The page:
UBR was supposed to start in March, but the program was delayed because of the COVID-19 pandemic, according to city officials.

Some homeowners have already enrolled in the program. In April, the city started a pilot program and by the end of June, 3,315 homeowners had enrolled. If these residents continue to pay without falling behind, the city will forgive about $2.9 million in debt.

Lourdes Rivera, energy service technician with CEDA, has been helping residents enroll in the program.

Rivera said most of the residents she’s helped are unemployed or are seniors living on a fixed income. She’s seen applications from neighborhoods in the South, West and Northwest sides of the city.

“There’s a lot of need,” she said, adding that most of the homeowners she’s helped have debt.

Rivera said she hears the desperation in their voices.

“When people have bills like that, you can hear in their voice and there’s anxiety,” Rivera said. “Some of them fall into depression. They try and see what they can do and what bills they can pay.”

Lightfoot issued a moratorium on water shutoffs as soon as she was inaugurated into office last May. In November, Lightfoot announced plans for UBR. Both announcements came after a WBEZ and American Public Media investigation last year that found the rising cost of water over the last decade hit poor Chicagoans hard.

The investigation revealed that Chicago’s water department had sent more than 150,000 water shutoff notices since 2007 — and that those shutoff notices were disproportionately concentrated in mostly Black and Latino neighborhoods. In fact, nearly 40% of the shutoff notices were concentrated in five of the city’s poorest ZIP codes on the South and West sides. And those communities also bore a disproportionate amount of the $7 million in fines and fees the city charged.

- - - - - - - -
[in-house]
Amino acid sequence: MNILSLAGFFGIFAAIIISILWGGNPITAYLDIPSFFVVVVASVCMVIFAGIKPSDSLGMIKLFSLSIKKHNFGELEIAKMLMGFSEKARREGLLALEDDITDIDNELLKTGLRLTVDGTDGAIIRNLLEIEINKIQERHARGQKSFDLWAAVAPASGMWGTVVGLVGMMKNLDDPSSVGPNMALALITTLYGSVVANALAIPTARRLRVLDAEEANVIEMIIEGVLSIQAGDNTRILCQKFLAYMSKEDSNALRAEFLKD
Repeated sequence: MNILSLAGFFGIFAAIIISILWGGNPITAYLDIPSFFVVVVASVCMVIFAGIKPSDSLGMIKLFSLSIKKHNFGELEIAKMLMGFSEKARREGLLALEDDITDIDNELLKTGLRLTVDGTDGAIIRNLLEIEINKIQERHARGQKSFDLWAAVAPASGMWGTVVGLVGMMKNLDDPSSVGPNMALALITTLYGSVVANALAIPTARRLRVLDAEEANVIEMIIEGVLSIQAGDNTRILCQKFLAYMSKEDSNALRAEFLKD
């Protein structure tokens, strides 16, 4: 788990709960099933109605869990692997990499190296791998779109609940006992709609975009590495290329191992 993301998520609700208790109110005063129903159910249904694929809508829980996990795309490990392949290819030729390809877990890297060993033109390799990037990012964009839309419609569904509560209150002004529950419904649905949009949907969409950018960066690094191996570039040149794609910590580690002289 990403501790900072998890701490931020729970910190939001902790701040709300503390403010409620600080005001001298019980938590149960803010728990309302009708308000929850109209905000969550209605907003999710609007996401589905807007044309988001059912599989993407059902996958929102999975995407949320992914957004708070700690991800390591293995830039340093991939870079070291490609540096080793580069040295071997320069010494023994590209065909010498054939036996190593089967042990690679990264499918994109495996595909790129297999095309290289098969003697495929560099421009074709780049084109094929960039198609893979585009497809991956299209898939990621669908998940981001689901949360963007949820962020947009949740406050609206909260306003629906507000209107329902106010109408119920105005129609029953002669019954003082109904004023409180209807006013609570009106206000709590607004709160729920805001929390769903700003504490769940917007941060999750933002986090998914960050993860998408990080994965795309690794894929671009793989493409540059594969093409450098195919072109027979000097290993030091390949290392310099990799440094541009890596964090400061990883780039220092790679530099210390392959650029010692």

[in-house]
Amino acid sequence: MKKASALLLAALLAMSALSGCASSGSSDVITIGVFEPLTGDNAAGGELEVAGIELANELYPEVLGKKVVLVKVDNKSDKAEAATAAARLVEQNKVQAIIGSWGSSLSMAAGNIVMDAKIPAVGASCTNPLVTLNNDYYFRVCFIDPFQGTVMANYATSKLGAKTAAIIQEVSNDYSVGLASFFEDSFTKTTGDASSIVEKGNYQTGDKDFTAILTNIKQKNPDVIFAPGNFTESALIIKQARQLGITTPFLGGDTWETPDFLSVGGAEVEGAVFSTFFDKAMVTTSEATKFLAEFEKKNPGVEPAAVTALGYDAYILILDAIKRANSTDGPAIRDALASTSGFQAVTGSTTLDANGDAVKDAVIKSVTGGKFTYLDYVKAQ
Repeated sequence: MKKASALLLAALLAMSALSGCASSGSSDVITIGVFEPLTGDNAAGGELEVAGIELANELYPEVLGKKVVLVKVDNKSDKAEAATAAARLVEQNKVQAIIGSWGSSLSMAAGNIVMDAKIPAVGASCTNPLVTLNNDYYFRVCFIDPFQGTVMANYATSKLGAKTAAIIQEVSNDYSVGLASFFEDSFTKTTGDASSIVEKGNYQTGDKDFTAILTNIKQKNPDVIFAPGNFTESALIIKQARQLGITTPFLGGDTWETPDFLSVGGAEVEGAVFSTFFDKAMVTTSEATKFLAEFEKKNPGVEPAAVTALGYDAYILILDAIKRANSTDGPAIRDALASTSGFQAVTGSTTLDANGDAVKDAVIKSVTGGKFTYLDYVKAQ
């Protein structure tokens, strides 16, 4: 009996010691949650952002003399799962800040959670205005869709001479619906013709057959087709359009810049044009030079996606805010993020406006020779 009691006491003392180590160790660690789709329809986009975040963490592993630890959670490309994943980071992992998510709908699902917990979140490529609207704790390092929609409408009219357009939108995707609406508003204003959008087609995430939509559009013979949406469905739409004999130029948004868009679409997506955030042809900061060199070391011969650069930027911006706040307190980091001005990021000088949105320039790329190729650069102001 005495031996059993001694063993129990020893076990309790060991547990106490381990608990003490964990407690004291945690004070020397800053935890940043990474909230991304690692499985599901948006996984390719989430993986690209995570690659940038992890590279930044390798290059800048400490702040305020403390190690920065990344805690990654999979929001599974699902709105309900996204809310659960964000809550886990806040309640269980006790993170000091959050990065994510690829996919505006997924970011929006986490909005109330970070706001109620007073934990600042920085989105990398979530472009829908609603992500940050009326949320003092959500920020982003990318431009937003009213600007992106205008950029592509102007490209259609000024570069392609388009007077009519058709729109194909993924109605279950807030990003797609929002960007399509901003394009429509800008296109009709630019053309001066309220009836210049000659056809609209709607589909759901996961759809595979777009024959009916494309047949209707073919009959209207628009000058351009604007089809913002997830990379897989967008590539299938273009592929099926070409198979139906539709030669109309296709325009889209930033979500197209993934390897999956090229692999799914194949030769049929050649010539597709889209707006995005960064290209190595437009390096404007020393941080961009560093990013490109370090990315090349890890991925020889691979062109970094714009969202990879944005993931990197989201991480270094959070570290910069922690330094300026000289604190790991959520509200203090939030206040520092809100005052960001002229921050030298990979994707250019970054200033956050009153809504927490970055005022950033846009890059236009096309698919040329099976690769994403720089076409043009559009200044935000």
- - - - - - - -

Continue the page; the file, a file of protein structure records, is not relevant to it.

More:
“I was disturbed, like many of you were, to learn that people in our city were being deprived of water,” Lightfoot said last May when she announced the moratorium. “Water is a basic human right, and when you cut someone off from water, you’re effectively evicting them and putting them on the street.”

The investigation also found that illegal reconnections of water outpaced legal reconnections in half of the years analyzed. Thousands of residents desperate to have water in their homes illegally turned on their services, facing a possible $500 penalty.

UBR will not cover renters in Chicago. And renters like Vernal Green will not benefit. Green has been living without water for two years. He uses the fire hydrant near his West Woodlawn apartment for water. Every morning, he walks to the fire hydrant with a five-gallon bottle and a monkey wrench to get water. The fire hydrant is his only source of water, even during the COVID-19 pandemic.

While the water department has not sent any more water shutoff notices since last May, the city has not created a plan to restore water services to the estimated thousands of households that had their water shut off before the moratorium.

It’s unclear exactly how many residents are currently living without water during the COVID-19 pandemic, but data show that during the 10 months prior to the moratorium, the city issued at least 2,700 shutoffs to households in areas where water has not been restored.

City officials said those residents without water should call 311.

María Inés Zamudio is a reporter for WBEZ’s Race, Class and Communities desk. Follow her @mizamudio.